In 2020, just 37 executives of Fortune 500 companies were women — a record high, but still far too low. While many vocal advocates have called for more women to advance into the C-suite, one thing is certain: no one makes it to the C-suite in a day.
Women need support at every level of their careers to reach the heights of business leadership, and that means fixing a pipeline which, at the moment, has leaks and cracks all along the way.
Where Are the Cracks?
The cracks where women “leak” out of the leadership pipeline come in many forms.
A massive hole was created, for example, by the COVID-19 pandemic. This loss of women from our workforce — 100 percent of net job losses in December 2020 — will affect the number of women in leadership positions for years to come.
If anything “good” can be said to have come from this, the pandemic exposed just how vulnerable women still are to the pressures of caring for children and other dependents in comparison to men, who simply did not fall out of the workforce in numbers anywhere near that of women.
Talented leadership candidates also fall out of the pipeline due to workplaces inhospitable to them. That might be represented by a lack of support for up-and-coming female leaders, of course; but more insidiously, that may be due to unconscious bias, microaggressions, and an environment that makes especially women of color feel unwelcome.
How Do We Patch the Pipeline?
Patching the pipeline for female leaders must start from the bottom up. At NEW, we’re committed to “Advancing All Women.” Companies must commit to doing the same.
A recent study by Pinsight found that men were three times more likely to be identified as candidates with leadership potential. Demolishing bias in promotions takes work, and for the companies willing to do so, NEW is here to help.
We’re piloting a program, “Beyond Allies,” designed to create male allies in workplaces to ensure women have support at every level of their career journeys. Male allies are critical in supporting women as sponsors, as mentors, and by helping clear the path to success of the insidious barriers of bias.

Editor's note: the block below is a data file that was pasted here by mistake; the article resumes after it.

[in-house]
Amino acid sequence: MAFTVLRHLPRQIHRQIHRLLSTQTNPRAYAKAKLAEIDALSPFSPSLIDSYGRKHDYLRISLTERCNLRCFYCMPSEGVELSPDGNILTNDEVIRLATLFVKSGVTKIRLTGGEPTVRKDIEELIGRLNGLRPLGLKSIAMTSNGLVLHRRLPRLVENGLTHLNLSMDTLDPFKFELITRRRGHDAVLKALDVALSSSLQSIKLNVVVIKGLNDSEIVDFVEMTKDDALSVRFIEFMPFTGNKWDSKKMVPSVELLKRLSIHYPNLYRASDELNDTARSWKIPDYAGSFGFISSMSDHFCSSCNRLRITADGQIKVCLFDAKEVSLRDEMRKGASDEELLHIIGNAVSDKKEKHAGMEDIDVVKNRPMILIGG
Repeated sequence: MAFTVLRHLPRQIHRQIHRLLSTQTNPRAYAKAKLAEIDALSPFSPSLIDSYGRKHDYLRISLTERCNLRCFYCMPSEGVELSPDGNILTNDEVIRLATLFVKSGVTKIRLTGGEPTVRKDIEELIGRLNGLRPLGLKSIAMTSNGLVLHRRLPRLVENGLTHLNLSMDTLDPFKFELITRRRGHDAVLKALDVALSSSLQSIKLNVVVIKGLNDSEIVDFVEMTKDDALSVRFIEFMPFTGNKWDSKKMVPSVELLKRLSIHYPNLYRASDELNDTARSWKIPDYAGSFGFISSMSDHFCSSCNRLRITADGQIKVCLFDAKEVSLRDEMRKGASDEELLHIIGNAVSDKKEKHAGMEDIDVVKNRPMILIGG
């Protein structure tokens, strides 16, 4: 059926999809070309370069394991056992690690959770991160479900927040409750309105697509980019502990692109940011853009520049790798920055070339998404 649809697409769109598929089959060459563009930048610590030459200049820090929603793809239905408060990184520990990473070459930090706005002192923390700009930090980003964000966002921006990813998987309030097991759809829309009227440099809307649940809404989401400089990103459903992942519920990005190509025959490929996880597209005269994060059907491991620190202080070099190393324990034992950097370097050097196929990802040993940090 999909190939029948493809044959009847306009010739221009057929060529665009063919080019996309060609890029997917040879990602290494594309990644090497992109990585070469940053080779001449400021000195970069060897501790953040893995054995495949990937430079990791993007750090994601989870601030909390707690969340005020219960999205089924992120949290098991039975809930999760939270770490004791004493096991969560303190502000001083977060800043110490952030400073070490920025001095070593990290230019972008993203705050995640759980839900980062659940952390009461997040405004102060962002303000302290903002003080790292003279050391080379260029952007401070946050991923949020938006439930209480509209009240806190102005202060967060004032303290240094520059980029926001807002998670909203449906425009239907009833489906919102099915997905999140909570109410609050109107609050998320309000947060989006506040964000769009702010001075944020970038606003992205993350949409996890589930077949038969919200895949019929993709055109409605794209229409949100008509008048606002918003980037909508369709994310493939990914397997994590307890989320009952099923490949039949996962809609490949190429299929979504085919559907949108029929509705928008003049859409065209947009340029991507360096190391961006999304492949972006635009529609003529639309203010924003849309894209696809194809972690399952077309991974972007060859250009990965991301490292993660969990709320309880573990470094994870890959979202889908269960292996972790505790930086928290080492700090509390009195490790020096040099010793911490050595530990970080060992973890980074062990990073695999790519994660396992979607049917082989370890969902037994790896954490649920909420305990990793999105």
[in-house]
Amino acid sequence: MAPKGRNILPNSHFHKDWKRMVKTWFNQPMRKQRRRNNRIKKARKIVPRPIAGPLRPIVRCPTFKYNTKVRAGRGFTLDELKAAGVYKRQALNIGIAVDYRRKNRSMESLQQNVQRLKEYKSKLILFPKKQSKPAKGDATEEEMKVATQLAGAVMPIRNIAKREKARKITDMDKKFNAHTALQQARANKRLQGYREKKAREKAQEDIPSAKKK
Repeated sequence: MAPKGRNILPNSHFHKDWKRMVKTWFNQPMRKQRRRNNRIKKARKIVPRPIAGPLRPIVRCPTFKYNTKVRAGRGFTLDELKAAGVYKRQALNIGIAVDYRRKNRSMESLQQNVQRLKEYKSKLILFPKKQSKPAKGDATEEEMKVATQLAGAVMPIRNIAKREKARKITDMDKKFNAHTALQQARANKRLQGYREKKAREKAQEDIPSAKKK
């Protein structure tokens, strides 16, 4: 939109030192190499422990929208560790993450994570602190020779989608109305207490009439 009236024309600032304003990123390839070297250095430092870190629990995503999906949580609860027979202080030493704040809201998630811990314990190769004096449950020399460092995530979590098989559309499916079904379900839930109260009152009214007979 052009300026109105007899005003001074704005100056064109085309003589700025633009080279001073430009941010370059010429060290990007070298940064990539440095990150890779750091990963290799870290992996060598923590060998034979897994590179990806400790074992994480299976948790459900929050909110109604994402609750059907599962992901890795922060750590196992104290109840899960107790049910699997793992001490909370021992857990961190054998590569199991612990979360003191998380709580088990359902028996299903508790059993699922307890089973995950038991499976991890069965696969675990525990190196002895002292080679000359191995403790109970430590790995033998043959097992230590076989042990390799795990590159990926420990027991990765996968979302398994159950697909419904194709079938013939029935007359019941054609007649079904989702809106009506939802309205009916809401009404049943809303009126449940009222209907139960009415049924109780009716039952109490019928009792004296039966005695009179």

Support for Women of Color
That support needs to be all the stronger for women of color.
NEW’s own research study, Advancing All Women 2018, found that women of color could hold one in four manager, senior manager and executive roles by 2027 if companies implement strategies that address hiring, promotion and turnover challenges that affect their workplace experiences.
We know that many companies simply lack the cultural and infrastructure support to ensure women of color get a fair shake. Creating architectures of understanding and eliminating unconscious bias is the path forward. Only systemic action, and education to create understanding of the unique challenges women of color face, will help.
NEW recently launched our DEI Workshop Series for this precise reason; to help our partners ensure women of color in their workplaces can bring their whole selves to work. With greater understanding, businesses will not just be more welcoming to women of color — they’ll be poised to take advantage of the unique strengths and experiences they bring to the table.
Creating Strong Leadership
Education and training for management are one key step, but helping women upskill and gain confidence in their leadership potential is also of critical importance.
At NEW, we offer numerous opportunities for women to self-assess their strengths and weaknesses, and to bolster the critical skills they need to shine as leadership candidates. When women are confident in their ability to lead, and the barriers in their way have been removed, a brighter future awaits us.
Companies that create welcoming environments for women and provide them with career support will find themselves with more women in leadership positions, and will be helping to patch the pipeline from the ground up. By building male allies to sponsor women’s careers, supporting women of color, and providing women with the leadership development support they need, we’ll create a path to success that will serve women long into the future.
Editor’s note: The opinions expressed in this column are the author’s and do not necessarily reflect the views of Convenience Store News.
Sarah Alter is president and CEO of the Network of Executive Women, a learning and leadership community representing 13,000 members in 22 regional groups in the United States and Canada. Learn more at newonline.org.